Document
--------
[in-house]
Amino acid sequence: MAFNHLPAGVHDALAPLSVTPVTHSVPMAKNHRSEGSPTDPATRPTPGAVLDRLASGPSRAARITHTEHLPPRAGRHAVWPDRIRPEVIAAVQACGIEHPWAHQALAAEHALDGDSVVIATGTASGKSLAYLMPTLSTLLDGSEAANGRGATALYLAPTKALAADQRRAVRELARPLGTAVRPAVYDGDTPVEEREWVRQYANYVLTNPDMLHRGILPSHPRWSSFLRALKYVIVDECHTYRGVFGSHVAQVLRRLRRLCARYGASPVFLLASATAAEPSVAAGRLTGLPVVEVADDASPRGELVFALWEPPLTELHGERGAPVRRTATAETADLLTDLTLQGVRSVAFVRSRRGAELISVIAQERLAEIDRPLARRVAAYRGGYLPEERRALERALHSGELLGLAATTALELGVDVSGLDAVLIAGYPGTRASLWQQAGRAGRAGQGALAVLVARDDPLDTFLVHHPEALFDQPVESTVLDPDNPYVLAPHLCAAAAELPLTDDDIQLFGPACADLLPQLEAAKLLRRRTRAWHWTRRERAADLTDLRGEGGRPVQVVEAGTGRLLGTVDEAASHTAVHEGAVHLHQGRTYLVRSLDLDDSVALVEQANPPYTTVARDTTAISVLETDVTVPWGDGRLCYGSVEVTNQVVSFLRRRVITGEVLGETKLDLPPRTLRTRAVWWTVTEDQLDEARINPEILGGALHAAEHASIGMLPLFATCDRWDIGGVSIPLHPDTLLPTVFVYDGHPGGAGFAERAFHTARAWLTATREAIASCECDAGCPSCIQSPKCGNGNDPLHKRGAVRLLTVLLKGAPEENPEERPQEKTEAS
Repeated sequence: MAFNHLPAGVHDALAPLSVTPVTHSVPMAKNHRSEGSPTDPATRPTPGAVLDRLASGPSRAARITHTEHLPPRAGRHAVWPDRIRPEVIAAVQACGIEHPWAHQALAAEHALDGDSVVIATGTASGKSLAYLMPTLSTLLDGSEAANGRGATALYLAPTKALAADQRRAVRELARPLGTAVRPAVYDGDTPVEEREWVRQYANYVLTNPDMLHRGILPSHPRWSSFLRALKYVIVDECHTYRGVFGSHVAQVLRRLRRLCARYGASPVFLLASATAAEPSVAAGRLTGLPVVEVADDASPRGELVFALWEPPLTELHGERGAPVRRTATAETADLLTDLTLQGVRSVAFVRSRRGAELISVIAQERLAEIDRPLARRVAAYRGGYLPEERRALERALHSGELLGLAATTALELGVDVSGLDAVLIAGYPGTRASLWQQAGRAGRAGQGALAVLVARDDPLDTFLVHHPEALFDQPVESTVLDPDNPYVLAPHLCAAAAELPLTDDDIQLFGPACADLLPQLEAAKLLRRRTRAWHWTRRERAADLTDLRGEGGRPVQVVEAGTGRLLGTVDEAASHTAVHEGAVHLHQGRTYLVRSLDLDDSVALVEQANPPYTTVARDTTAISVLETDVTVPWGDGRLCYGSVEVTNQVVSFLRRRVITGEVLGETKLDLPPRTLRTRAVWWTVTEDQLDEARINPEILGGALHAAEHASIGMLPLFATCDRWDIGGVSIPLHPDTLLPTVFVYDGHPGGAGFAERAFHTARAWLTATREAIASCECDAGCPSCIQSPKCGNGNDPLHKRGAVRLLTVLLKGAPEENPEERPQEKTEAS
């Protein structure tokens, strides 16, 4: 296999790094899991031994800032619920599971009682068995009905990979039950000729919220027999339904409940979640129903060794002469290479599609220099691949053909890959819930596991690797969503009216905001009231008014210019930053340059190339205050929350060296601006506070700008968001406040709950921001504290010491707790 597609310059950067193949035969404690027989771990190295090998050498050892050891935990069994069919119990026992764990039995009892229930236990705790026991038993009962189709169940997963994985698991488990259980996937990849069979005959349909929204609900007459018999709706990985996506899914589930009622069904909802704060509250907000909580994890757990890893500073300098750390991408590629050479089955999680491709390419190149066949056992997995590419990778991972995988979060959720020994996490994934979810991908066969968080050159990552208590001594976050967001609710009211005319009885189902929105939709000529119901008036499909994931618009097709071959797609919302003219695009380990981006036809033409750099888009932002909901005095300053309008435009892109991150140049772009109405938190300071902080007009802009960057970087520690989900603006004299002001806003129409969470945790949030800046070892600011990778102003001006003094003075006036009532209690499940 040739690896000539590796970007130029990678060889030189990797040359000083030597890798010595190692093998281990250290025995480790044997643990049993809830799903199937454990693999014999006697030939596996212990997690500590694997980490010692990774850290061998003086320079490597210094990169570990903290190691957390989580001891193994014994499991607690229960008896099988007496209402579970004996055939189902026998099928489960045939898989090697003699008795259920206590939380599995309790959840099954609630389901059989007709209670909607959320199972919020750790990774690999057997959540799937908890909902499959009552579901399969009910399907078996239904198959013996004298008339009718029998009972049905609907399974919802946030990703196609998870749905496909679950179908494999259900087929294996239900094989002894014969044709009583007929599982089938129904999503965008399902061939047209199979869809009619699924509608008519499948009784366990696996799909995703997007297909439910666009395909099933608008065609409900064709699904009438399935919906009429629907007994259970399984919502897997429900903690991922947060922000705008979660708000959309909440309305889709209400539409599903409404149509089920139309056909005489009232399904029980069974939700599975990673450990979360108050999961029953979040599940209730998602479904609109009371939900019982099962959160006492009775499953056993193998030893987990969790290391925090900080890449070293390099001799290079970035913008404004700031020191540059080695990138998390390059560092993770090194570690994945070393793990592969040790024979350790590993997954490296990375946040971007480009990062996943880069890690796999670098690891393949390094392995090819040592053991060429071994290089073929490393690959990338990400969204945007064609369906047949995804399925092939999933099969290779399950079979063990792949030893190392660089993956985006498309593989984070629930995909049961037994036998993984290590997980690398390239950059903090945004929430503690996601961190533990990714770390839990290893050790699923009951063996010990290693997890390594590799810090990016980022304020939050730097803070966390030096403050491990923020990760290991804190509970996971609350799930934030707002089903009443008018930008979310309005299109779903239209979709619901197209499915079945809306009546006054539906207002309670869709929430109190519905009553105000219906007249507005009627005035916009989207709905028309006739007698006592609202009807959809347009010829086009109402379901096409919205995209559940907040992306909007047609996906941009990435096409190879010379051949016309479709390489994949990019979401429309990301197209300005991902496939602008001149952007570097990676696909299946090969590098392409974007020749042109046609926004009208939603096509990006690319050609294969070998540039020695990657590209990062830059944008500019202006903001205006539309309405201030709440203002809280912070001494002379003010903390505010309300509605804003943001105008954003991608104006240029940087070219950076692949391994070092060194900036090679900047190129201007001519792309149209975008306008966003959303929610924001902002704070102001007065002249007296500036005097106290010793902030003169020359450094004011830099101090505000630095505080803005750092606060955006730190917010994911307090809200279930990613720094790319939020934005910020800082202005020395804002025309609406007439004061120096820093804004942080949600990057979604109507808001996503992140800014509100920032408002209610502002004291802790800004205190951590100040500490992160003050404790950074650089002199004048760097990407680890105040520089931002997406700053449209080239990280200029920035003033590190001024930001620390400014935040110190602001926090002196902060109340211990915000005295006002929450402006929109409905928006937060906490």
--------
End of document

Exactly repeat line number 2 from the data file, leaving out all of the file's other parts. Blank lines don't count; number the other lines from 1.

Amino acid sequence: MAFNHLPAGVHDALAPLSVTPVTHSVPMAKNHRSEGSPTDPATRPTPGAVLDRLASGPSRAARITHTEHLPPRAGRHAVWPDRIRPEVIAAVQACGIEHPWAHQALAAEHALDGDSVVIATGTASGKSLAYLMPTLSTLLDGSEAANGRGATALYLAPTKALAADQRRAVRELARPLGTAVRPAVYDGDTPVEEREWVRQYANYVLTNPDMLHRGILPSHPRWSSFLRALKYVIVDECHTYRGVFGSHVAQVLRRLRRLCARYGASPVFLLASATAAEPSVAAGRLTGLPVVEVADDASPRGELVFALWEPPLTELHGERGAPVRRTATAETADLLTDLTLQGVRSVAFVRSRRGAELISVIAQERLAEIDRPLARRVAAYRGGYLPEERRALERALHSGELLGLAATTALELGVDVSGLDAVLIAGYPGTRASLWQQAGRAGRAGQGALAVLVARDDPLDTFLVHHPEALFDQPVESTVLDPDNPYVLAPHLCAAAAELPLTDDDIQLFGPACADLLPQLEAAKLLRRRTRAWHWTRRERAADLTDLRGEGGRPVQVVEAGTGRLLGTVDEAASHTAVHEGAVHLHQGRTYLVRSLDLDDSVALVEQANPPYTTVARDTTAISVLETDVTVPWGDGRLCYGSVEVTNQVVSFLRRRVITGEVLGETKLDLPPRTLRTRAVWWTVTEDQLDEARINPEILGGALHAAEHASIGMLPLFATCDRWDIGGVSIPLHPDTLLPTVFVYDGHPGGAGFAERAFHTARAWLTATREAIASCECDAGCPSCIQSPKCGNGNDPLHKRGAVRLLTVLLKGAPEENPEERPQEKTEAS